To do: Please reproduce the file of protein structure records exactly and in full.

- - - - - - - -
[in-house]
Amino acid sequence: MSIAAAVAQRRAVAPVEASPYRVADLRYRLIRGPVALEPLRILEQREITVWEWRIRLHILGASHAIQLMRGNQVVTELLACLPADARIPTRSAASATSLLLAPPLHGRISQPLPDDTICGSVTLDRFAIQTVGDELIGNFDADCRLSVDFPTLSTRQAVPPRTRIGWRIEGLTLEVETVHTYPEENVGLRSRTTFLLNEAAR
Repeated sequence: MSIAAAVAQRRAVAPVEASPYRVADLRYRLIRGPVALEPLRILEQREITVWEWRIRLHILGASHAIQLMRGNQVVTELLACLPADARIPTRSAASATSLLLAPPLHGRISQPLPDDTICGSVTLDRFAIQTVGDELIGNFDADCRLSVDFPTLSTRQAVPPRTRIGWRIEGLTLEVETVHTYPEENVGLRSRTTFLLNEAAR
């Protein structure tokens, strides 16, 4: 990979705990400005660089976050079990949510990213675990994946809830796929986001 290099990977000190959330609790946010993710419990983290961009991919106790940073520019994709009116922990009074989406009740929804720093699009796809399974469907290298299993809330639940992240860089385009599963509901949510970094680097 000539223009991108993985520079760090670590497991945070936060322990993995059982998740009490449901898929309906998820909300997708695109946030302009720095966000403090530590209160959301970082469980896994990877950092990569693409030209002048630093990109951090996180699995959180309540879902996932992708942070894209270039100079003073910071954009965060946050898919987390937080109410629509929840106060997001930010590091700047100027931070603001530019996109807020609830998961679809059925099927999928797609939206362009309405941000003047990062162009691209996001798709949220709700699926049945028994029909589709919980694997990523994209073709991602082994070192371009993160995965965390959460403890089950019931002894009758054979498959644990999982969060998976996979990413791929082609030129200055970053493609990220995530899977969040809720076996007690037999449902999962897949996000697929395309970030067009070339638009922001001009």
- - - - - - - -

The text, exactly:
[in-house]
Amino acid sequence: MSIAAAVAQRRAVAPVEASPYRVADLRYRLIRGPVALEPLRILEQREITVWEWRIRLHILGASHAIQLMRGNQVVTELLACLPADARIPTRSAASATSLLLAPPLHGRISQPLPDDTICGSVTLDRFAIQTVGDELIGNFDADCRLSVDFPTLSTRQAVPPRTRIGWRIEGLTLEVETVHTYPEENVGLRSRTTFLLNEAAR
Repeated sequence: MSIAAAVAQRRAVAPVEASPYRVADLRYRLIRGPVALEPLRILEQREITVWEWRIRLHILGASHAIQLMRGNQVVTELLACLPADARIPTRSAASATSLLLAPPLHGRISQPLPDDTICGSVTLDRFAIQTVGDELIGNFDADCRLSVDFPTLSTRQAVPPRTRIGWRIEGLTLEVETVHTYPEENVGLRSRTTFLLNEAAR
């Protein structure tokens, strides 16, 4: 990979705990400005660089976050079990949510990213675990994946809830796929986001 290099990977000190959330609790946010993710419990983290961009991919106790940073520019994709009116922990009074989406009740929804720093699009796809399974469907290298299993809330639940992240860089385009599963509901949510970094680097 000539223009991108993985520079760090670590497991945070936060322990993995059982998740009490449901898929309906998820909300997708695109946030302009720095966000403090530590209160959301970082469980896994990877950092990569693409030209002048630093990109951090996180699995959180309540879902996932992708942070894209270039100079003073910071954009965060946050898919987390937080109410629509929840106060997001930010590091700047100027931070603001530019996109807020609830998961679809059925099927999928797609939206362009309405941000003047990062162009691209996001798709949220709700699926049945028994029909589709919980694997990523994209073709991602082994070192371009993160995965965390959460403890089950019931002894009758054979498959644990999982969060998976996979990413791929082609030129200055970053493609990220995530899977969040809720076996007690037999449902999962897949996000697929395309970030067009070339638009922001001009």